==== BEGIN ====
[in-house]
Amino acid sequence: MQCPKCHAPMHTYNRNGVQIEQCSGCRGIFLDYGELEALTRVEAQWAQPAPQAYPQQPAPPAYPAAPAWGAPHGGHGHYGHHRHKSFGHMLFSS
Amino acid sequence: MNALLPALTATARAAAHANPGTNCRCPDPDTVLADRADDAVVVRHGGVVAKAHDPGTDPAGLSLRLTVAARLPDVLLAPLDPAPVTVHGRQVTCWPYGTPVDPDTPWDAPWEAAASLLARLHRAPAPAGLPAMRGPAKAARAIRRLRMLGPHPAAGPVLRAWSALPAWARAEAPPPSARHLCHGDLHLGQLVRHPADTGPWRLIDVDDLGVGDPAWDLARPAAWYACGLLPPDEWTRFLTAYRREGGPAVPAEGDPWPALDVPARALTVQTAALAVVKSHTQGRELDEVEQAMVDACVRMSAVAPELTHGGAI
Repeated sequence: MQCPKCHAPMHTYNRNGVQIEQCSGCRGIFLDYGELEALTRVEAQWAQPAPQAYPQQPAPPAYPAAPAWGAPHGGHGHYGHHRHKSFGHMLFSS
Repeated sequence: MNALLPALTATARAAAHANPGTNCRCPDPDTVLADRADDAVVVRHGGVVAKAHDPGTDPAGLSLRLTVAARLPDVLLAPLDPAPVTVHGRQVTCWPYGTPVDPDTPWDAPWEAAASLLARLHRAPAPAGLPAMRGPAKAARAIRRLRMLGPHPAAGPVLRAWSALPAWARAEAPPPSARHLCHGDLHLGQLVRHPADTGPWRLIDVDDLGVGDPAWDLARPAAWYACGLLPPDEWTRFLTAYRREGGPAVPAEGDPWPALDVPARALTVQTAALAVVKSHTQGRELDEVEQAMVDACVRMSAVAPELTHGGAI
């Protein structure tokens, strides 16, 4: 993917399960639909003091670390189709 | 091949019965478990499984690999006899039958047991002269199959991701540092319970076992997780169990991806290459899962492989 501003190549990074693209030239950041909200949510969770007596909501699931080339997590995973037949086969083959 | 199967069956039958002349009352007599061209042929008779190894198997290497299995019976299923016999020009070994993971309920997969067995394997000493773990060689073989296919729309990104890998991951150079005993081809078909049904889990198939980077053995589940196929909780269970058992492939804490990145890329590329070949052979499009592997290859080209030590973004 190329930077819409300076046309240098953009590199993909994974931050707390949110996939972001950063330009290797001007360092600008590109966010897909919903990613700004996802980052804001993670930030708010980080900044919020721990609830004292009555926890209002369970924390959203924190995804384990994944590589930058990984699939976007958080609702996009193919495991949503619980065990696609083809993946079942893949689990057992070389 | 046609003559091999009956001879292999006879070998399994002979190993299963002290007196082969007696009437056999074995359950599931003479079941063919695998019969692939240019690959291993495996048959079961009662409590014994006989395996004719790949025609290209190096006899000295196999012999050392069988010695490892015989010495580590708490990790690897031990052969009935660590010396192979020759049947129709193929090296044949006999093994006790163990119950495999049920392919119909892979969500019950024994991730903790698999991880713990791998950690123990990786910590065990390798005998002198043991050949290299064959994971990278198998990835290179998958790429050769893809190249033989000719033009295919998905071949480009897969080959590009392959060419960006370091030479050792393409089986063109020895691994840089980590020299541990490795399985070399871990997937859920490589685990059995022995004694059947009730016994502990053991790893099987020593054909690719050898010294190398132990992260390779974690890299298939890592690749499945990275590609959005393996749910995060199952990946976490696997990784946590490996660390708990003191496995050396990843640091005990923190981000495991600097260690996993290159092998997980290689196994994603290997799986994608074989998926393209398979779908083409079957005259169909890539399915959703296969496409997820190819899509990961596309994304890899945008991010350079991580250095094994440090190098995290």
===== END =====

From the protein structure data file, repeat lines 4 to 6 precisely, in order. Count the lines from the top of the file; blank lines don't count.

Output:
Repeated sequence: MQCPKCHAPMHTYNRNGVQIEQCSGCRGIFLDYGELEALTRVEAQWAQPAPQAYPQQPAPPAYPAAPAWGAPHGGHGHYGHHRHKSFGHMLFSS
Repeated sequence: MNALLPALTATARAAAHANPGTNCRCPDPDTVLADRADDAVVVRHGGVVAKAHDPGTDPAGLSLRLTVAARLPDVLLAPLDPAPVTVHGRQVTCWPYGTPVDPDTPWDAPWEAAASLLARLHRAPAPAGLPAMRGPAKAARAIRRLRMLGPHPAAGPVLRAWSALPAWARAEAPPPSARHLCHGDLHLGQLVRHPADTGPWRLIDVDDLGVGDPAWDLARPAAWYACGLLPPDEWTRFLTAYRREGGPAVPAEGDPWPALDVPARALTVQTAALAVVKSHTQGRELDEVEQAMVDACVRMSAVAPELTHGGAI
């Protein structure tokens, strides 16, 4: 993917399960639909003091670390189709 | 091949019965478990499984690999006899039958047991002269199959991701540092319970076992997780169990991806290459899962492989 501003190549990074693209030239950041909200949510969770007596909501699931080339997590995973037949086969083959 | 199967069956039958002349009352007599061209042929008779190894198997290497299995019976299923016999020009070994993971309920997969067995394997000493773990060689073989296919729309990104890998991951150079005993081809078909049904889990198939980077053995589940196929909780269970058992492939804490990145890329590329070949052979499009592997290859080209030590973004 190329930077819409300076046309240098953009590199993909994974931050707390949110996939972001950063330009290797001007360092600008590109966010897909919903990613700004996802980052804001993670930030708010980080900044919020721990609830004292009555926890209002369970924390959203924190995804384990994944590589930058990984699939976007958080609702996009193919495991949503619980065990696609083809993946079942893949689990057992070389 | 046609003559091999009956001879292999006879070998399994002979190993299963002290007196082969007696009437056999074995359950599931003479079941063919695998019969692939240019690959291993495996048959079961009662409590014994006989395996004719790949025609290209190096006899000295196999012999050392069988010695490892015989010495580590708490990790690897031990052969009935660590010396192979020759049947129709193929090296044949006999093994006790163990119950495999049920392919119909892979969500019950024994991730903790698999991880713990791998950690123990990786910590065990390798005998002198043991050949290299064959994971990278198998990835290179998958790429050769893809190249033989000719033009295919998905071949480009897969080959590009392959060419960006370091030479050792393409089986063109020895691994840089980590020299541990490795399985070399871990997937859920490589685990059995022995004694059947009730016994502990053991790893099987020593054909690719050898010294190398132990992260390779974690890299298939890592690749499945990275590609959005393996749910995060199952990946976490696997990784946590490996660390708990003191496995050396990843640091005990923190981000495991600097260690996993290159092998997980290689196994994603290997799986994608074989998926393209398979779908083409079957005259169909890539399915959703296969496409997820190819899509990961596309994304890899945008991010350079991580250095094994440090190098995290």